Suspected drone attack kills three in UAE after Houthis announce ‘military operation’

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A suspected drone attack killed three people in a fuel tank blast in Abu Dhabi on Monday, officials said. Hours after Yemen's Houthi rebels announced a "military operation" in the United Arab Emirates, the group claimed responsibility for the attack and warned it could target more facilities.

Two Indians and a Pakistani died as three petrol tanks exploded near the storage facility of oil giant ADNOC, while a fire also ignited in a construction area at Abu Dhabi airport.

Yemen's Iran-backed Houthi rebels announced a "military operation" in the UAE, a partner in Yemen's pro-government coalition, in what would be a major escalation in the seven-year war.

The Iran-aligned group claimed responsibility hours later, saying it had targeted "a number of important and sensitive Emirati sites and installations".

"The armed forces carried out... a successful military operation within the framework of an operation named Yemeni Hurricane," Houthi military spokesman Yahya Saree said in a statement broadcast on the rebels' Al-Masirah TV channel.

Police said "small flying objects" were found at both places, suggesting the sort of deliberate attack that is almost unheard of in the wealthy UAE, a renowned safe haven in the volatile Middle East.

"Preliminary investigations indicate the detection of small flying objects, possibly belonging to drones, that fell in the two areas and may have caused the explosion and fire," police said in a statement, adding that the incidents were under investigation.

The United Arab Emirates threatened reprisals against the Houthi rebels, warning "the UAE reserves the right to respond to these terrorist attacks and this heinous criminal escalation," a foreign ministry statement said, quoted by the official WAM news agency.

Neighbouring Saudi Arabia and Gulf ally Bahrain both labelled the blasts a "terrorist" attack.

Houthi military spokesman Yahya Saree tweeted that the rebels' armed forces would "announce an important military operation in the UAE in the coming hours".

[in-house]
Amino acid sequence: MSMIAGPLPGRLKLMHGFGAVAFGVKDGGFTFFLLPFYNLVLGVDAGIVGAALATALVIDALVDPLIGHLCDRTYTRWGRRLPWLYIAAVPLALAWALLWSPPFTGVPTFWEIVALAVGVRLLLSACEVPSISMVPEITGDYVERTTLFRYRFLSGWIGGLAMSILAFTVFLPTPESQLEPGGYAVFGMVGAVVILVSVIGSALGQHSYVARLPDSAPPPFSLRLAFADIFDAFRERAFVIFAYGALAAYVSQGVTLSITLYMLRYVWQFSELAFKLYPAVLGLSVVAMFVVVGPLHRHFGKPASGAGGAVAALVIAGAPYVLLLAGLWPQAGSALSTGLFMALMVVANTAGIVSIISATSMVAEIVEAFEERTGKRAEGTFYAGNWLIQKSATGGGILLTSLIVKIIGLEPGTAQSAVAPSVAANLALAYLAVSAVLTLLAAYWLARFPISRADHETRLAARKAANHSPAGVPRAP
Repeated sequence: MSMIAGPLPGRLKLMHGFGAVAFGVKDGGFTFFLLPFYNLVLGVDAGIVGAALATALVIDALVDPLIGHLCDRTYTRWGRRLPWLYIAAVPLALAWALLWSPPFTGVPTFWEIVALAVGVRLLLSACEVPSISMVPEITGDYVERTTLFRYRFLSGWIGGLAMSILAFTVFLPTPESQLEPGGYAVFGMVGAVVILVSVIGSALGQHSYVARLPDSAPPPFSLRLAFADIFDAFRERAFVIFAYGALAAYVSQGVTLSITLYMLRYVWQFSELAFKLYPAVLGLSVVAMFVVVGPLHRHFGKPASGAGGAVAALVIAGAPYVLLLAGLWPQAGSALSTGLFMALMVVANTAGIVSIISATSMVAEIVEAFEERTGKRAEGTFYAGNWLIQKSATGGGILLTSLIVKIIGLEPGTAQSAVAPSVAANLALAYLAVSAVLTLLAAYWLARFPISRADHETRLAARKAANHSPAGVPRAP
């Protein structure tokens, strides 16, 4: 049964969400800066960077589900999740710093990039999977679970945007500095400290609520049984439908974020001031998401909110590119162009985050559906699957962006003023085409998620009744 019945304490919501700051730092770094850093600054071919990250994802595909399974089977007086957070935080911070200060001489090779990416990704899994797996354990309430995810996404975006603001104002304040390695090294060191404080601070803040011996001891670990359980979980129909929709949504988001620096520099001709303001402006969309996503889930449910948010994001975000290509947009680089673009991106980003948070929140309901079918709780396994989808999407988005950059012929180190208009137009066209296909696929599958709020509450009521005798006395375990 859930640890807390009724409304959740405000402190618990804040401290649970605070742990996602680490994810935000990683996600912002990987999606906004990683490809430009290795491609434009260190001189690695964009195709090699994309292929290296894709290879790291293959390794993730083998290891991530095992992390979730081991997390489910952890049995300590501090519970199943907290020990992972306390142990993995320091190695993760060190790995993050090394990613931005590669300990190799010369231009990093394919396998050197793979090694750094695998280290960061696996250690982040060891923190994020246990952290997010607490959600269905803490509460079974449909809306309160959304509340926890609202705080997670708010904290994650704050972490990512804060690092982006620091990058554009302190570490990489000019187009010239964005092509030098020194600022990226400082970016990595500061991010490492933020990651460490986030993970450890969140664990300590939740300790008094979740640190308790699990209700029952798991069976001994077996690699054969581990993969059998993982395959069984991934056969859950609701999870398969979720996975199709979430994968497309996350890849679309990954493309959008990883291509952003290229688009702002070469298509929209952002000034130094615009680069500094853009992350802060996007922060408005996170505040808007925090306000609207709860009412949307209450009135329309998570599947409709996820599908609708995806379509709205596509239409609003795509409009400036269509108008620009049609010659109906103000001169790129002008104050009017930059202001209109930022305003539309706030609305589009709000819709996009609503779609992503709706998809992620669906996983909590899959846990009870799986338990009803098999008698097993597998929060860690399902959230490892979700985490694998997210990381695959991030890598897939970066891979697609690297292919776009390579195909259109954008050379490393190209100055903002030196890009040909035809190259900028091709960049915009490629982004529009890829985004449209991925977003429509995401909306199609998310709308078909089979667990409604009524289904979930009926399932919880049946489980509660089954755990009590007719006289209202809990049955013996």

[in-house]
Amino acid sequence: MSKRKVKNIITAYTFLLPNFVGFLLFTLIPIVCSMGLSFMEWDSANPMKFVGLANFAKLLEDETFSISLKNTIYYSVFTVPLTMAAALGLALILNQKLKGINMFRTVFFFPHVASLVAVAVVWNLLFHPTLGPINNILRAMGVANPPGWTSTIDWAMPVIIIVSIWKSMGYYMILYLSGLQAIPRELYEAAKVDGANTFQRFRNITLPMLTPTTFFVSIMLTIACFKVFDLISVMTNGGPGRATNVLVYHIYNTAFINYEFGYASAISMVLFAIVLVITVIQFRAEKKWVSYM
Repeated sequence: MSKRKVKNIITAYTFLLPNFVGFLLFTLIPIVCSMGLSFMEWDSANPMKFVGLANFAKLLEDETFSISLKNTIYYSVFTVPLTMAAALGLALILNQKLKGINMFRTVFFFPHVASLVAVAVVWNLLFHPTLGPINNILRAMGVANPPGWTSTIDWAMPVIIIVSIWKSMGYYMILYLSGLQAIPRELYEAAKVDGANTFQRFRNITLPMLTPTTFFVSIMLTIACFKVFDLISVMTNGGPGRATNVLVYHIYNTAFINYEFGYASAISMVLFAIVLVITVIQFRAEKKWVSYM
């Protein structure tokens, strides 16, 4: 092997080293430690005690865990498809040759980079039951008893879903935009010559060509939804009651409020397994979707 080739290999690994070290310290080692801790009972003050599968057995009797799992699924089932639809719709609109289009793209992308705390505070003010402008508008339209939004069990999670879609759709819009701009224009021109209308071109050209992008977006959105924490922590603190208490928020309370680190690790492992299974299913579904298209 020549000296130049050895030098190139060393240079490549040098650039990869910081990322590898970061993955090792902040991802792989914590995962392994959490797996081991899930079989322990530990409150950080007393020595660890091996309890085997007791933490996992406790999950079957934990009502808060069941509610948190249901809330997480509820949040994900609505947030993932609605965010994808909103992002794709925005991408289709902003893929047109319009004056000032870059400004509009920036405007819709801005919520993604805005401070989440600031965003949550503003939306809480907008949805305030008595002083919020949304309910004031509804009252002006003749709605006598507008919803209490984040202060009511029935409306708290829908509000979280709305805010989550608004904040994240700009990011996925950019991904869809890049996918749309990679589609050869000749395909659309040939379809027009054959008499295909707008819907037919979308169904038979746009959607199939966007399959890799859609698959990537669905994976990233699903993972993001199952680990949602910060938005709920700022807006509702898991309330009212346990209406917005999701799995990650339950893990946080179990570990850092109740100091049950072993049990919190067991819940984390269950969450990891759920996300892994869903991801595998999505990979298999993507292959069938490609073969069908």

According to Abdul Ilah Hajar, adviser to the president of the Houthis' Supreme Political Council in Sanaa, it was a warning shot from the rebels. "We sent them a clear warning message by hitting places that are not of great strategic importance," he told AFP. "But it is a warning if the UAE continues its hostility to Yemen, it will not be able in the future to withstand the coming strikes."

UN Secretary-General Antonio Guterres condemned the suspected drone attack and called on "all parties to exercise maximum restraint and prevent any escalation," his spokesman said. "Attacks on civilians and civilian infrastructure are prohibited by international humanitarian law," the spokesman, Stephane Dujarric, added in comments to reporters after the attack.

France on Monday also strongly condemned the attack. "These attacks threaten the security of the United Arab Emirates and regional stability," Foreign Minister Jean-Yves Le Drian said, expressing France's "backing" for the UAE.

'Booby-trapped drones'

Drone attacks are a hallmark of the Houthis' assaults on Saudi Arabia, the UAE ally which is leading the coalition fighting for Yemen's government in a grinding civil war.

The rebels have previously threatened to target Abu Dhabi and Dubai, the gleaming crown jewels of the UAE, which last year opened its first nuclear power plant.

Saudi Arabia's foreign ministry condemned "in the strongest terms the cowardly terrorist attack" while Bahrain also slammed the "terrorist Houthi militia's launch of a number of booby-trapped drones".

The incident follows a surge in fighting in Yemen and comes two weeks after the rebels seized a UAE-flagged ship, the Rwabee, and released footage purporting to show military equipment on board.

The UAE said the Rwabee, whose 11 crew are now hostages, was a "civilian cargo vessel" and called the hijacking a "dangerous escalation" in the busy Red Sea shipping route.

The rebels later rejected a UN Security Council demand for the ship's immediate release, saying it was "not carrying... toys for children but weapons for extremists".

Yemen's conflict has been a catastrophe for millions of its citizens who have fled their homes, with many on the brink of famine, in what the UN calls the world's worst humanitarian crisis.

The UAE joined the coalition against the Houthis before announcing a change of tack in 2019.

The pro-government Giants Brigade, backed by the Saudis and UAE, recently delivered a significant blow to the rebels by retaking three districts in Shabwa governorate.

The clashes were part of an upswing in violence in the shattered country, where the war is being fought on several fronts.

(FRANCE 24 with AFP)

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